Melba Moore (born Beatrice Melba Smith, October 29, 1945) is an R & B singer and actress. She is the daughter of saxophonist Teddy Hill and R & B singer Bonnie Davis. She began her performing career in 1967 in the original cast of the musical Hair. In 1970, Moore won a Tony Award for Best Actress in a Musical for her role in Purlie. She co-starred with Clifton Davis in the then-couple's TV variety series in 1972. Her successful recording career includes hits like "This Is It" and "Lean On Me". She returned to Broadway in 1995 landing a part in Les Misérables. A year later, she started her long-running one-woman show, Sweet Songs of the Soul, later renamed I'm Still Standing.

Tracee Ellis Ross (born October 29, 1972) began her career acting in independent films, variety series and hosted the pop-culture magazine The Dish on Lifetime. From 2000 to 2008, she played the leading role as Joan Clayton on the UPN/CW comedy series Girlfriends, for which she received two NAACP Image Award for Outstanding Actress in a Comedy Series. She also has appeared in films Hanging Up (2000), I-See-You.Com (2006), and Daddy's Little Girls (2007), before returning to television playing Dr. Carla Reed on the BET sitcom Reed Between the Lines, for which she received her third NAACP Image Award. She is the daughter of actress/singer Diana Ross.

Vonetta Flowers (born October 29, 1973) was a star sprinter and long jumper at the University of Alabama at Birmingham, and originally aspired to make the U.S. Summer Olympic Team. After several failed attempts, Flowers turned to bobsledding, and found success as a brakewoman almost immediately. At the 2002 Winter Olympics, she, along with driver Jill Bakken, won the gold medal in the two-woman event, becoming the first African American to win a gold medal in the Winter Olympics. She retired from competition after the 2006 Winter Olympics.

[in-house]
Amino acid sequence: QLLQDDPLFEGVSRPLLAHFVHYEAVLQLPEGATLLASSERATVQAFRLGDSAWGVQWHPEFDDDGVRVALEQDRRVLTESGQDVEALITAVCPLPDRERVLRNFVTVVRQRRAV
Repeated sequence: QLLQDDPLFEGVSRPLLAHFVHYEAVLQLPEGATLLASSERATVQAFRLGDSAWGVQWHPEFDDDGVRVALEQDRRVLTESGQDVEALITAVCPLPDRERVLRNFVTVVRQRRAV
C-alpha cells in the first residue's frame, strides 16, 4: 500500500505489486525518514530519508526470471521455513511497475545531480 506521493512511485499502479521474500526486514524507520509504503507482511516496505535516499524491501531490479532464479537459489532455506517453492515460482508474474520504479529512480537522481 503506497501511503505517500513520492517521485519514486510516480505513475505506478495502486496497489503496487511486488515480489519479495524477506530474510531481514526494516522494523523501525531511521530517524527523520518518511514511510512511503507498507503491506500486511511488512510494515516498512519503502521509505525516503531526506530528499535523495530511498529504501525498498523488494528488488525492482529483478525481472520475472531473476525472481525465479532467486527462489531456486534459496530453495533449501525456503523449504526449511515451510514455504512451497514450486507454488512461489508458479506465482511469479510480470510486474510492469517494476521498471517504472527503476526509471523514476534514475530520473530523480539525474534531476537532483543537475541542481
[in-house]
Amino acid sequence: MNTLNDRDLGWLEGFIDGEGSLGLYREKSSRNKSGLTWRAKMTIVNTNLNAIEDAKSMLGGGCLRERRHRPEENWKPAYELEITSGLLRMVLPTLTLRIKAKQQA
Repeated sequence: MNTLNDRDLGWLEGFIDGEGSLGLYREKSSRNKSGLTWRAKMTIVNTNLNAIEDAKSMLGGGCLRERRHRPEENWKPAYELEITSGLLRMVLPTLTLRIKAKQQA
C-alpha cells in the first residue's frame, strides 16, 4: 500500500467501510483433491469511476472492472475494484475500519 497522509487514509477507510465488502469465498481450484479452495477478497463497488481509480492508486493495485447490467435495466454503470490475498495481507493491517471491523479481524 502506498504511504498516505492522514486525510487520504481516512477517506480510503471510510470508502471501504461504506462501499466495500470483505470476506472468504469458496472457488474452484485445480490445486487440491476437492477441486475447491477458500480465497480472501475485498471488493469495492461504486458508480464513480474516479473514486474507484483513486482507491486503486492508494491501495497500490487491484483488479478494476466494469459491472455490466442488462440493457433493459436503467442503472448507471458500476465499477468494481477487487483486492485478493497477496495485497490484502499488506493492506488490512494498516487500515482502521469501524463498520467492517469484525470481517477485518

On October 29, 1931 William Grant Still’s “Afro-American Symphony” was first presented by the Rochester Philharmonic Orchestra. It was the first symphony composed by a Black composer to be performed by a major orchestra.  It combines a fairly traditional symphonic form with blues progressions and rhythms that were characteristic of popular African-American music at the time.

On October 29, 1969, the U.S. Supreme Court ruled in Alexander v. Holmes, ordering immediate desegregation of public schools in the South after 15 years of delays by many school boards after the Court's 1954 ruling in Brown v. Board of Education that segregated public schools were unconstitutional. It did away with the "with all deliberate speed" clause of the 1955 Brown II ruling.

On October 29, 1997, William E, Kennard was confirmed by the U.S. Senate as the first African American chairman of the Federal Communications Commission (FCC). The FCC regulates the nation’s radio, wire, satellite, and cable communications. Kennard, who began working at the FCC in in 1993 as general counsel, was named a member of the five-member panel by President Bill Clinton in 1997 before becoming chairman.

Photo Gallery

Sojourner Truth and President Lincoln in the White House, October 29, 1864. They met early in the morning,
and though the meeting was more of a courtesy call than a substantive discussion, Truth remembered it fondly.

Gordon Parks and Lena Horne. The tickets in Ms. Horne’s hand read: “Cosmopolitan Tennis Club, Inc.
 presents their Annual Fall Dance at The Renaissance Ballroom. The date: Saturday, October 29, 1949.

First Lady Michelle Obama works in the garden on the South Lawn of the White House on October 29, 2009
 in Washington, DC. First Lady Michelle Obama invited local school children to help with the fall vegetable
harvest in the garden at the White House.Photo Credit: Mark Wilson, Getty Images via StyleList

Models take a selfie backstage during Lagos fashion and design week October 29, 2014.
(REUTERS/Akintunde Akinleye)


Jet Magazine -- October 29, 1964

Jet Magazine -- October 29, 1970

One Blood: The Death and Resurrection of Charles R. Drew by Spencie Love. $28.95.
 Publisher: The University of North Carolina Press (October 29, 1997).

A Fire You Can't Put Out: The Civil Rights Life of Birmingham's Reverend Fred Shuttlesworth
by Andrew M Manis. $29.95. Publisher: University Alabama Press (October 29, 2001).